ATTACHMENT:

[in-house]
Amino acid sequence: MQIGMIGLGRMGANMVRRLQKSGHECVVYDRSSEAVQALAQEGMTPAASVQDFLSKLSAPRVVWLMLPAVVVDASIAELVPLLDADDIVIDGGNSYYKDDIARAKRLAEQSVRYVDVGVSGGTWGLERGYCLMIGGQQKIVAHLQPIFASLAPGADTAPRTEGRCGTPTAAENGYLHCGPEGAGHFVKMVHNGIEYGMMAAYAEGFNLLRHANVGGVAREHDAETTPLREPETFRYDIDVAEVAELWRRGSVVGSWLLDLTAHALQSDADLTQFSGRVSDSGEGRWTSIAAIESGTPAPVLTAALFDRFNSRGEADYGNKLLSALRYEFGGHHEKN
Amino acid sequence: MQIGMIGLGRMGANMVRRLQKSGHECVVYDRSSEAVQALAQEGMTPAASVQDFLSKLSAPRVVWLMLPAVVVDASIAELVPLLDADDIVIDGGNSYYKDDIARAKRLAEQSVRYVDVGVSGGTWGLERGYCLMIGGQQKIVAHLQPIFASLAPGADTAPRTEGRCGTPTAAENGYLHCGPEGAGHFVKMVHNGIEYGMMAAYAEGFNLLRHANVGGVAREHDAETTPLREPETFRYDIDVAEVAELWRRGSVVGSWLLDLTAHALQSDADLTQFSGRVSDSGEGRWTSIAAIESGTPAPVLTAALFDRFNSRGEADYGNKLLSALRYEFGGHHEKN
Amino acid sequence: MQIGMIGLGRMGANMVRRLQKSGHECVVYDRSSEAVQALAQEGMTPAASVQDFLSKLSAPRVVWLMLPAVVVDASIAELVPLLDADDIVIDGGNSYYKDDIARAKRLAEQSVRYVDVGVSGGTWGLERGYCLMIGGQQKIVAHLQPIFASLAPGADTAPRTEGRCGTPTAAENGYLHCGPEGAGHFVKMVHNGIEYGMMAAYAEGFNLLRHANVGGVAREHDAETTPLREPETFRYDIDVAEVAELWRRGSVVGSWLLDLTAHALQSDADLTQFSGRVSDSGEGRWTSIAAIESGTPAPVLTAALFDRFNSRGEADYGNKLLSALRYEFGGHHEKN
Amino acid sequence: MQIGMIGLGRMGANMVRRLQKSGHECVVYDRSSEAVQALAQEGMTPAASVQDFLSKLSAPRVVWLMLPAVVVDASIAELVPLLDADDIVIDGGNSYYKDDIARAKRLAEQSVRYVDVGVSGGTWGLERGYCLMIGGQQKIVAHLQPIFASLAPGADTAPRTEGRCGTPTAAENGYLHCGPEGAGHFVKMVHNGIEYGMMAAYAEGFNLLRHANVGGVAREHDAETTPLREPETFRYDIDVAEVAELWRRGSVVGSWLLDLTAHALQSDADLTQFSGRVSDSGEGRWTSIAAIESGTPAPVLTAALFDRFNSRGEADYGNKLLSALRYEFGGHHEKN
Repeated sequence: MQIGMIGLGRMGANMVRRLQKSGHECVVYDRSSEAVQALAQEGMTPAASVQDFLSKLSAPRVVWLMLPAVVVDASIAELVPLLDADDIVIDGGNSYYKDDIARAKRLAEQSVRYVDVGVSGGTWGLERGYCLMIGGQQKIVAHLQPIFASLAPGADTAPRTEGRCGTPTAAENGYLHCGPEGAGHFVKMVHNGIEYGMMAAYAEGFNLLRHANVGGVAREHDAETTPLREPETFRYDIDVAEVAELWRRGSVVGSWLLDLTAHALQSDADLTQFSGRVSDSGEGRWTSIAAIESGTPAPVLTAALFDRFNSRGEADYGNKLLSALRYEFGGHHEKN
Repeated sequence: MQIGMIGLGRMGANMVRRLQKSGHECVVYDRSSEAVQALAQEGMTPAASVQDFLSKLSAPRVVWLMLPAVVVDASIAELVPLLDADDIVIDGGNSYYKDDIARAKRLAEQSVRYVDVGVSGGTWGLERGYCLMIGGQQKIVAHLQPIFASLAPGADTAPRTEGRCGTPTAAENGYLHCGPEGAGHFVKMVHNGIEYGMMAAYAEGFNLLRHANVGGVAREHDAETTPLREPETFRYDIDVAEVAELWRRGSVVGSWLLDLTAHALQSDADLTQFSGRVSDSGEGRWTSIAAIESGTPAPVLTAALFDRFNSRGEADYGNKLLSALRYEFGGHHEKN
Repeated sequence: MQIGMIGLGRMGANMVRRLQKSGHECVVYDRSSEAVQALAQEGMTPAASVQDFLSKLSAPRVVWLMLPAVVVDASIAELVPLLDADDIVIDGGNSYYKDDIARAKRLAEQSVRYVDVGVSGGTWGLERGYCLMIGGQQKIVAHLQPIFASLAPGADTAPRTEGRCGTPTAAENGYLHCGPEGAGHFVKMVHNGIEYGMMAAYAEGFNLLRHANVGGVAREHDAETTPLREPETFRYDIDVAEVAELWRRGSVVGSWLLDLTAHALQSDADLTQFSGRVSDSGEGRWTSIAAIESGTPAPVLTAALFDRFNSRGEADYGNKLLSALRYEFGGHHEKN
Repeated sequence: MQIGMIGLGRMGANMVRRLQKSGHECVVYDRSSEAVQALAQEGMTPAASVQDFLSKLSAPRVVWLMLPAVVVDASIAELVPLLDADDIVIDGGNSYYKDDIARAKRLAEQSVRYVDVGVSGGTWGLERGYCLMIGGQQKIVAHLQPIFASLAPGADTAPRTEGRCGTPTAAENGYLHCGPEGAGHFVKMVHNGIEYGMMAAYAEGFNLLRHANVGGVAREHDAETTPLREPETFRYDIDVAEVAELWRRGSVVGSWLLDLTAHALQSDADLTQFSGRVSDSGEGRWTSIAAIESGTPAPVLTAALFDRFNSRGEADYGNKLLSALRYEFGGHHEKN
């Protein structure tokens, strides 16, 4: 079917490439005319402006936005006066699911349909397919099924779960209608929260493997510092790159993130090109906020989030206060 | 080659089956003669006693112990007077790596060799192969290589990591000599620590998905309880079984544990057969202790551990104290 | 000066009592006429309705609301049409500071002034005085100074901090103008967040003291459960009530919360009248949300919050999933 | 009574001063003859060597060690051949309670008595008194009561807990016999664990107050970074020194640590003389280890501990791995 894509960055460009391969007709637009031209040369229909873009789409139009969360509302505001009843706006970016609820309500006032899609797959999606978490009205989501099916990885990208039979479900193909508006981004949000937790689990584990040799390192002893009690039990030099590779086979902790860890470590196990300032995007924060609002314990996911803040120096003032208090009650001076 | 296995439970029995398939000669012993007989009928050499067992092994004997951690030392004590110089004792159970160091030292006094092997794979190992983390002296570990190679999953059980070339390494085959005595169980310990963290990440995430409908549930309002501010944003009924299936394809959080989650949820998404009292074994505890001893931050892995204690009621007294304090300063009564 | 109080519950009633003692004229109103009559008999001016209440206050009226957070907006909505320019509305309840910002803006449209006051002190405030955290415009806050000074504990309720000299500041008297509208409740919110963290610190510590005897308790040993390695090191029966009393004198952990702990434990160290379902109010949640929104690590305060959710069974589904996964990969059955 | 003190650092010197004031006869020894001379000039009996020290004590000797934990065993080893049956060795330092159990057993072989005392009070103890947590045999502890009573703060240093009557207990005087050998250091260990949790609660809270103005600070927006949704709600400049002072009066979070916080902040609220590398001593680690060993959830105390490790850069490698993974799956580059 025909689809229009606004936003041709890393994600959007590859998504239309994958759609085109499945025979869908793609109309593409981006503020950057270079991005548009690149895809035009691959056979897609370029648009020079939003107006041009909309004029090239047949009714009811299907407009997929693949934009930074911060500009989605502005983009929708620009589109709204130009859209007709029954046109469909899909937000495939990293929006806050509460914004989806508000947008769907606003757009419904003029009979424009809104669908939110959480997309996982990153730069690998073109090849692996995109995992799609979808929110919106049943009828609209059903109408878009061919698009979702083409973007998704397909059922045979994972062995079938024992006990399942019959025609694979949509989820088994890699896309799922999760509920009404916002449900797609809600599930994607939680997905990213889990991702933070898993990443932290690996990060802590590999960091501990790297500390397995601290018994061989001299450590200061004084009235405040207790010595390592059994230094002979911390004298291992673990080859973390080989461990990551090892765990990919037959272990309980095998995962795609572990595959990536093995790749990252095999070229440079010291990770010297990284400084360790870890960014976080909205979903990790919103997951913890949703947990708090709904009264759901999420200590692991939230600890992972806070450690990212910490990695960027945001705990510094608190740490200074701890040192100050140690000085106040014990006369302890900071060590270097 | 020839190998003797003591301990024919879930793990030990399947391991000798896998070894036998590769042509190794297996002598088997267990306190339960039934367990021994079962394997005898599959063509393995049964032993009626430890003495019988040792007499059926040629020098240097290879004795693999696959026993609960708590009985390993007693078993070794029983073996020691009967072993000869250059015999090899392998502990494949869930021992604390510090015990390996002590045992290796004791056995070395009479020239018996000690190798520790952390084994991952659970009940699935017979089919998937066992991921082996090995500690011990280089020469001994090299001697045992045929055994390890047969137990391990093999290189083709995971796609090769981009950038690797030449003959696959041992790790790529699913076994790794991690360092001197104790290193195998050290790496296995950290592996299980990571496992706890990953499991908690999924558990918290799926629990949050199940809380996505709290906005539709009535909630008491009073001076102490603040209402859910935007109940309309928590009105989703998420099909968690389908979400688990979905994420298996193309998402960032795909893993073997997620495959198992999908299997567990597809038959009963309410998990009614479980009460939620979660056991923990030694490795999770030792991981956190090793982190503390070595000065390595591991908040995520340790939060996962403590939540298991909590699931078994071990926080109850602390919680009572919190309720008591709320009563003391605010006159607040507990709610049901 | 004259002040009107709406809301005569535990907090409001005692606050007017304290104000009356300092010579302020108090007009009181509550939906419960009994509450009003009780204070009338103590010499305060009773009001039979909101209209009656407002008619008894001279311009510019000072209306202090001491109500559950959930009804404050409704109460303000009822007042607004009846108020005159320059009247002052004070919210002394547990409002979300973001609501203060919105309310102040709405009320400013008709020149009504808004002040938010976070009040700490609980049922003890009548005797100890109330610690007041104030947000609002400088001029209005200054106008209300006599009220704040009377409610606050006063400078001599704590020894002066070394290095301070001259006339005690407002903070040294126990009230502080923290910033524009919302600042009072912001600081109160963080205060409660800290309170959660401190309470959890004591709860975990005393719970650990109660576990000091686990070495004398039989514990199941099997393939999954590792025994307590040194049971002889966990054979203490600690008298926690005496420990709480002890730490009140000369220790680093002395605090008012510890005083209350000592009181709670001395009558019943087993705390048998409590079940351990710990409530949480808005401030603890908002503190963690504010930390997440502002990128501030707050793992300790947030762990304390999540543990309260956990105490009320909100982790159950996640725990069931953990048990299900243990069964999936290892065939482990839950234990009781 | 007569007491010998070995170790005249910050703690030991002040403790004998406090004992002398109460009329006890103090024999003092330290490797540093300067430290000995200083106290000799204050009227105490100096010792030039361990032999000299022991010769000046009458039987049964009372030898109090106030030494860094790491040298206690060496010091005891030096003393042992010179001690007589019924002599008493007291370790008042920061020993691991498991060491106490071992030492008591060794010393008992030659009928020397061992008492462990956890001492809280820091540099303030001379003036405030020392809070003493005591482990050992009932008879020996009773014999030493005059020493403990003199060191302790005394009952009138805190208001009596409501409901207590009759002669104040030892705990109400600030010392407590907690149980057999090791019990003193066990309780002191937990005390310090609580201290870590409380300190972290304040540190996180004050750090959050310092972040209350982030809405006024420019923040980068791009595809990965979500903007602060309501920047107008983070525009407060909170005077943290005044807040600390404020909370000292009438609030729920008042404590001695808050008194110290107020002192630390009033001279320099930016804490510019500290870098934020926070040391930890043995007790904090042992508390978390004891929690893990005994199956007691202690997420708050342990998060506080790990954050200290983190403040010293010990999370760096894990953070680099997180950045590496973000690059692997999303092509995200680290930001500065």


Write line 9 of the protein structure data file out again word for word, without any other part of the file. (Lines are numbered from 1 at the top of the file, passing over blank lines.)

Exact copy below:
Repeated sequence: MQIGMIGLGRMGANMVRRLQKSGHECVVYDRSSEAVQALAQEGMTPAASVQDFLSKLSAPRVVWLMLPAVVVDASIAELVPLLDADDIVIDGGNSYYKDDIARAKRLAEQSVRYVDVGVSGGTWGLERGYCLMIGGQQKIVAHLQPIFASLAPGADTAPRTEGRCGTPTAAENGYLHCGPEGAGHFVKMVHNGIEYGMMAAYAEGFNLLRHANVGGVAREHDAETTPLREPETFRYDIDVAEVAELWRRGSVVGSWLLDLTAHALQSDADLTQFSGRVSDSGEGRWTSIAAIESGTPAPVLTAALFDRFNSRGEADYGNKLLSALRYEFGGHHEKN